Open SSL Creating Certificate Signing Request — CSR Generation
A Certificate Authority will use a CSR to create your SSL certificate.
What is a CSR? A CSR or ‘Certificate Signing Request’ is a block of encrypted text, that is generated on the server that the certificate will be used on.
It contains information that will be included in your certificate, such as your organization name, common name (domain name), locality, and country. It also contains the public key that will be included in your certificate.
Run these OpenSSL commands, to generate your Certificate Signing Request.
Step 1: Generate a Private Key
$ openssl genrsa -out shellhacks.com.key 2048
If you need just to renew existence certificate and you already have the private key, you can skip this step and use it, instead of generating new one.
The number 2048 is the size of the key, in bits. Today, 2048 or higher is recommended for RSA keys, as fewer amount of bits is consider insecure or to be insecure pretty soon.
Step 2: Generate the CSR
$ openssl req -new -key shellhacks.com.key -out shellhacks.com.csr
The fields, required in a Certificate Signing Request, are listed below with explanations and examples :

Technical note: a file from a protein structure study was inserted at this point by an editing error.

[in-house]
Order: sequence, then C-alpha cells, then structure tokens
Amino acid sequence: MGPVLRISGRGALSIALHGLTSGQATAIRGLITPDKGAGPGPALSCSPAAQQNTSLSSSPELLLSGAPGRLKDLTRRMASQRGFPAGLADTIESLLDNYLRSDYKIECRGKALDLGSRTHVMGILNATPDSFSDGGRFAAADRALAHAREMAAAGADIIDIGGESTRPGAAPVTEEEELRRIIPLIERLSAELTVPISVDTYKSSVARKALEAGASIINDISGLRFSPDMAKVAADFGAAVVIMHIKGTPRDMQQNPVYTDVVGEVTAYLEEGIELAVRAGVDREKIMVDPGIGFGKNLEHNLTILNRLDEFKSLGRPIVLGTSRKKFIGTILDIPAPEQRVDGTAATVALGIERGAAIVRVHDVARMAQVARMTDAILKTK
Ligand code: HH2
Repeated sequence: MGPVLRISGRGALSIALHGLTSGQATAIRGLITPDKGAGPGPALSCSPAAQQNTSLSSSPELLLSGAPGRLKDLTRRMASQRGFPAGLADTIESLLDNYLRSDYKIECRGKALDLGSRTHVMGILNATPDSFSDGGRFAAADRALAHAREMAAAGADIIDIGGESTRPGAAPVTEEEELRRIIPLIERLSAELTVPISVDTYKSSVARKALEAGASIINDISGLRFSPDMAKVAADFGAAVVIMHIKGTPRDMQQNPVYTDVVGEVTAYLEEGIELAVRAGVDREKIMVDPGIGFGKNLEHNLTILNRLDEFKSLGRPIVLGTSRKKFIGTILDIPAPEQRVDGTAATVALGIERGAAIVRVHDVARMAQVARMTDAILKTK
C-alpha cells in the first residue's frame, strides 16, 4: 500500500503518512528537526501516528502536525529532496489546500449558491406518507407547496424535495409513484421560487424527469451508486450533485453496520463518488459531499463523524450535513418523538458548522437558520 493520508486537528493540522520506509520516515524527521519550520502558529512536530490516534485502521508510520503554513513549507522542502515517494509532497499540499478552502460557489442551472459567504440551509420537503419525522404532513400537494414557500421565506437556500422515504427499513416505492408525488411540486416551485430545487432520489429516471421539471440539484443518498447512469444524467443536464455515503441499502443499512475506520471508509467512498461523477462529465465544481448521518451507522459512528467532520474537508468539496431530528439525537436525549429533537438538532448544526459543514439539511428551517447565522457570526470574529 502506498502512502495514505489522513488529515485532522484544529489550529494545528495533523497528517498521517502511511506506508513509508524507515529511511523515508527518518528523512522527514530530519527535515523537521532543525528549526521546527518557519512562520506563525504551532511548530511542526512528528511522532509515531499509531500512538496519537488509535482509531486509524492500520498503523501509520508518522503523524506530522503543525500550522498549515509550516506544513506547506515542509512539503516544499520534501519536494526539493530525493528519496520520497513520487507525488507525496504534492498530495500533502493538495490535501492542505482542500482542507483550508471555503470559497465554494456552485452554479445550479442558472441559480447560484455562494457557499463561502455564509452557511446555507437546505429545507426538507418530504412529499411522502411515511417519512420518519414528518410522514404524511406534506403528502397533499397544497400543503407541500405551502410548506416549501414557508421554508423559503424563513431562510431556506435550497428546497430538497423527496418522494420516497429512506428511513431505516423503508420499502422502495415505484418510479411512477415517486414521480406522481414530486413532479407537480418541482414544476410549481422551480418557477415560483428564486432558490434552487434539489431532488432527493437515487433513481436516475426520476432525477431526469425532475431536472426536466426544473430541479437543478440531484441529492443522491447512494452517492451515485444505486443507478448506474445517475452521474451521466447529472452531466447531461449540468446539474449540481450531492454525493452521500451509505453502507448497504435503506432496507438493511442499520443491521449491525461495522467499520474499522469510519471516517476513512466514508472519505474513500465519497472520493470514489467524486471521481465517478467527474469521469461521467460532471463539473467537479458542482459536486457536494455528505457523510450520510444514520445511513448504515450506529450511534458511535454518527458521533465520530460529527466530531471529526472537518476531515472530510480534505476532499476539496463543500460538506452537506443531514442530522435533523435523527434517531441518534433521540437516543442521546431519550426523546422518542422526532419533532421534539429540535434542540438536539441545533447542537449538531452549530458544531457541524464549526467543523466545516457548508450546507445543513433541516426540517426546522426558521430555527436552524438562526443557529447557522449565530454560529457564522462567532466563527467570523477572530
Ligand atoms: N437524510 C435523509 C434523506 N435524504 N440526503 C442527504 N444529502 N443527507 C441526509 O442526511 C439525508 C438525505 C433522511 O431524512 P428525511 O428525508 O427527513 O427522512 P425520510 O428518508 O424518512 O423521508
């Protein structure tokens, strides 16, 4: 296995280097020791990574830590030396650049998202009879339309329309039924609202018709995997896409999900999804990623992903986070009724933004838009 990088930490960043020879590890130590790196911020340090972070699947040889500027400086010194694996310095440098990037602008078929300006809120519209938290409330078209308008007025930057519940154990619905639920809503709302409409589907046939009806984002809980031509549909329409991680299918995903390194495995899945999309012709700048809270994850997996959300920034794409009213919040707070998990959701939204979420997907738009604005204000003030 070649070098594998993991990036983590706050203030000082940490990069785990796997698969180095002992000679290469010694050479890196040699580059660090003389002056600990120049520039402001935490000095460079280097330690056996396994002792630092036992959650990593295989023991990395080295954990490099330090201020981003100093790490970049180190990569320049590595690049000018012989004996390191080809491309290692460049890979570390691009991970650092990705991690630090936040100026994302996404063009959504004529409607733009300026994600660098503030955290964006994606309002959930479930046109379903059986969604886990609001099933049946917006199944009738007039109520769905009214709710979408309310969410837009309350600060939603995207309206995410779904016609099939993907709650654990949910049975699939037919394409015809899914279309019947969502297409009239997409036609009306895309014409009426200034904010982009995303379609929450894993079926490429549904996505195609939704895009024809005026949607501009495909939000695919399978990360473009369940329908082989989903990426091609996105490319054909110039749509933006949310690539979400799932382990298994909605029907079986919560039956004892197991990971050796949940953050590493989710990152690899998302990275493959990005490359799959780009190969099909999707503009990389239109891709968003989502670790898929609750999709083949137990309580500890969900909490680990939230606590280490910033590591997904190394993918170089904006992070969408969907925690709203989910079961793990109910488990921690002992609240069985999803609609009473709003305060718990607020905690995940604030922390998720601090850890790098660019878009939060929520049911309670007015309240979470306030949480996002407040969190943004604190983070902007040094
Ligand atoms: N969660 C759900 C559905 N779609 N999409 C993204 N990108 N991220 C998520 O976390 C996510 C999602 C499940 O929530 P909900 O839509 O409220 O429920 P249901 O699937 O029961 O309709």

|Distinguished Name Field||Explanation||Example|
|Common Name||The fully qualified domain name (FQDN) for your web server. This must be an exact match.||If you intend to secure the URL https://www.shellhacks.com/, then your CSR’s common name must be: www.shellhacks.com|
|Organisation||The exact legal name of your organisation. Do not abbreviate your organisation name.||ShellHacks Ltd.|
|Organisation Unit||Section of the organisation, can be left empty if this does not apply to your case.||Development department|
|City/Locality||The city where your organisation is legally located.||Balham|
|State/County/Region||The state/county/region where your organisation is legally located. Must not be abbreviated.||London|
|Country||The two-letter ISO abbreviation for your country.||GB|
|Email address||The email address used to contact your firstname.lastname@example.org|